In RealTime 42 cultural matters are only a little more refined as Linda Jaivin and Trevor Hay look into post-Cultural Revolution art and literature—the paintings of Sydney-based Guo Jian and the novels of Anchee Min, who lives in the USA. Exorcising the Cultural Revolution is not only therapeutic, but it can also be commercially satisfying—witness the trade in Cultural Revolution kitsch in China and Singapore, including DVDs of Madam Mao’s model operas and ballets which are central to the images and lives presented by Guo Jian and Anchee Min.
So that RealTime can become more and more a part of your life, take a look at our website between editions. You’ll find breaking stories and selected articles published ahead of the next print edition. We’ve also installed a good search engine, which not only allows you to find articles and artists appearing in RealTime, but also is great for web-surfing in general. Our website has been incredibly busy in recent weeks, prompted partly by interest in the response to the Richard Wherrett speech (See RT#41, page 23) and the Benedict Andrews reply (this edition, page 23) to Louis Nowra that we published online in March.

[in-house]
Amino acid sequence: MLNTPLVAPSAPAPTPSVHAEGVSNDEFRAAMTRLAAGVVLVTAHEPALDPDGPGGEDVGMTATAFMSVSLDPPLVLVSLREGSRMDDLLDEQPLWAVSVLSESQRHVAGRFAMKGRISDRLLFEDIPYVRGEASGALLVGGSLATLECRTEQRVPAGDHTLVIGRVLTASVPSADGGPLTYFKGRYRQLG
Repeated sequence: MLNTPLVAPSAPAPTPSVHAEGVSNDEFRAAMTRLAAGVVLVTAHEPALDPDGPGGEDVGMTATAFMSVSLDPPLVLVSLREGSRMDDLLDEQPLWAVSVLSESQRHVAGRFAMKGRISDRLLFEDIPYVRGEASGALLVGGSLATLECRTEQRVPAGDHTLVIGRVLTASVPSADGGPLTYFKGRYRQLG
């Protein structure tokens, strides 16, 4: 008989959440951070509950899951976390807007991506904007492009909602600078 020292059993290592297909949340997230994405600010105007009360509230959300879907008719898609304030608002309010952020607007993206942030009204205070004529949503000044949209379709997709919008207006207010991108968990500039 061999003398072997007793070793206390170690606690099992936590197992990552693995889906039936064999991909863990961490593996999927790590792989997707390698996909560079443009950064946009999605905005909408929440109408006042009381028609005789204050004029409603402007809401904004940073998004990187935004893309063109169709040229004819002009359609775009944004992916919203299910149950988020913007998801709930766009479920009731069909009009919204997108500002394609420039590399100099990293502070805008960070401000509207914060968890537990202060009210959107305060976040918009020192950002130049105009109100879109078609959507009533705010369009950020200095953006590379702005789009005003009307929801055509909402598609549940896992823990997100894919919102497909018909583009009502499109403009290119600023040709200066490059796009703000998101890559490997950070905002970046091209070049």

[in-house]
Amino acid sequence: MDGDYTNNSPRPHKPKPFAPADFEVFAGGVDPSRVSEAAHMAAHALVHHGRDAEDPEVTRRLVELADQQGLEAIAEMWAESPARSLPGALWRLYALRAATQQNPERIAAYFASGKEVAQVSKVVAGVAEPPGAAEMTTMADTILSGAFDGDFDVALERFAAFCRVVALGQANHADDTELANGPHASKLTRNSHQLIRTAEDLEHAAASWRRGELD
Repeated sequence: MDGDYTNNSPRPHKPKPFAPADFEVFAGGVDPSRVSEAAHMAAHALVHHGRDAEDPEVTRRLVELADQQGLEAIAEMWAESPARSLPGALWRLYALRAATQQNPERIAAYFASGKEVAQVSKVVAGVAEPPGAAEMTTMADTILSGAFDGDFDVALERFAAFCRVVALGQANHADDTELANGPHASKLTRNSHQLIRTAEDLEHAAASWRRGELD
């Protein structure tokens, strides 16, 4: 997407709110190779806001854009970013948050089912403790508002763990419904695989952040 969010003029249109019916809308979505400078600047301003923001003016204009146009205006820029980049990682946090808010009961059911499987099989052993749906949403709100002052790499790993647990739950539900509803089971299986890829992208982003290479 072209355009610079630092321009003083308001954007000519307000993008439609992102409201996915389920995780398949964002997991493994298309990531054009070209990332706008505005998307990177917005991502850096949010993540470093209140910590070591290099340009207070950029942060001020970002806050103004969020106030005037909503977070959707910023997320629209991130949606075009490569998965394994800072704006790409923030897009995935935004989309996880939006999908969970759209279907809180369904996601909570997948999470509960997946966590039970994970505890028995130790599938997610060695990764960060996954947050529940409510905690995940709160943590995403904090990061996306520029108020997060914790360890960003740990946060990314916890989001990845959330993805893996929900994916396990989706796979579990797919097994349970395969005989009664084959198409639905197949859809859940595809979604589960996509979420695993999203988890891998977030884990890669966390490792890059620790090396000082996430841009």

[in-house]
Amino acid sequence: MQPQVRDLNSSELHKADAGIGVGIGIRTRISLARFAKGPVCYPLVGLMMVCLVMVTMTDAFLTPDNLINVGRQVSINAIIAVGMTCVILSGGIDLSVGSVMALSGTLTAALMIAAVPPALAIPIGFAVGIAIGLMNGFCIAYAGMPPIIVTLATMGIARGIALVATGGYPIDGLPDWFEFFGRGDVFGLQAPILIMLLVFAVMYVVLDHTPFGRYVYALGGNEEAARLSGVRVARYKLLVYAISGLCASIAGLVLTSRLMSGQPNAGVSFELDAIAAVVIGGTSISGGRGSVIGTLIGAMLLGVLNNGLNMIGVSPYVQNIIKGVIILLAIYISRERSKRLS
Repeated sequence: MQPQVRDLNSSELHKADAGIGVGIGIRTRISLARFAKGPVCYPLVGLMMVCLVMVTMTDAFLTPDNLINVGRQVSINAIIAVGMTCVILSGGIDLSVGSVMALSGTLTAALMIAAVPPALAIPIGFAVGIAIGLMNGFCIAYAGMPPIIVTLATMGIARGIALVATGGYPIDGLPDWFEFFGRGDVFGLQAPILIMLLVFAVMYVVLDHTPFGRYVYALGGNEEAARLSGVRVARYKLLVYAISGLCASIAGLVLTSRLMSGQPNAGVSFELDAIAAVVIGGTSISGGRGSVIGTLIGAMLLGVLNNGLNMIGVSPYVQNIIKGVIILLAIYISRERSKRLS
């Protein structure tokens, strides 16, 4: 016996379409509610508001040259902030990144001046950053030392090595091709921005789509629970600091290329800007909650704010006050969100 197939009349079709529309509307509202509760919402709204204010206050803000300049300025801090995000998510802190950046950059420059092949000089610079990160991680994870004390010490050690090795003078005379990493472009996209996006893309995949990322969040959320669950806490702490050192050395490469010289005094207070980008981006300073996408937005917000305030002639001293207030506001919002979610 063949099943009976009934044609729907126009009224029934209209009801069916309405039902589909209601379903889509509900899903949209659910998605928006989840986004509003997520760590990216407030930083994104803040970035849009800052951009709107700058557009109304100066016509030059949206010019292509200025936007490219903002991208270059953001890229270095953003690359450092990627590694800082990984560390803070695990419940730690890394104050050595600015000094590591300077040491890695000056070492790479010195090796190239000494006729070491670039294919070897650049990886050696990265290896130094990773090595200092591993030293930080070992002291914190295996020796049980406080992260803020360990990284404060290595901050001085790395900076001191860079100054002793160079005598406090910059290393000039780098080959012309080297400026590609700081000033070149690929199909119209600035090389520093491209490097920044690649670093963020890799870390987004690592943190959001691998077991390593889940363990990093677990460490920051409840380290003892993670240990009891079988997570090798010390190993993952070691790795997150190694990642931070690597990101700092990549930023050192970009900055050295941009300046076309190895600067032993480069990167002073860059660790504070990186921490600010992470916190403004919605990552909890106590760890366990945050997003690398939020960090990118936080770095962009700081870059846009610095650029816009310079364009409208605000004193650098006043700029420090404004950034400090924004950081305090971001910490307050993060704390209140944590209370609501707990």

After 7 years of publishing RealTime we’ve finally decided to run a regular letters page (RTpost, page 10) and a news & commentary page (RTtalk, p11). These are modest responses to the vast amount of talk that goes on around the arts and the importance we place on dialogue with our readers.
RealTime issue #42 April-May 2001 pg. 3
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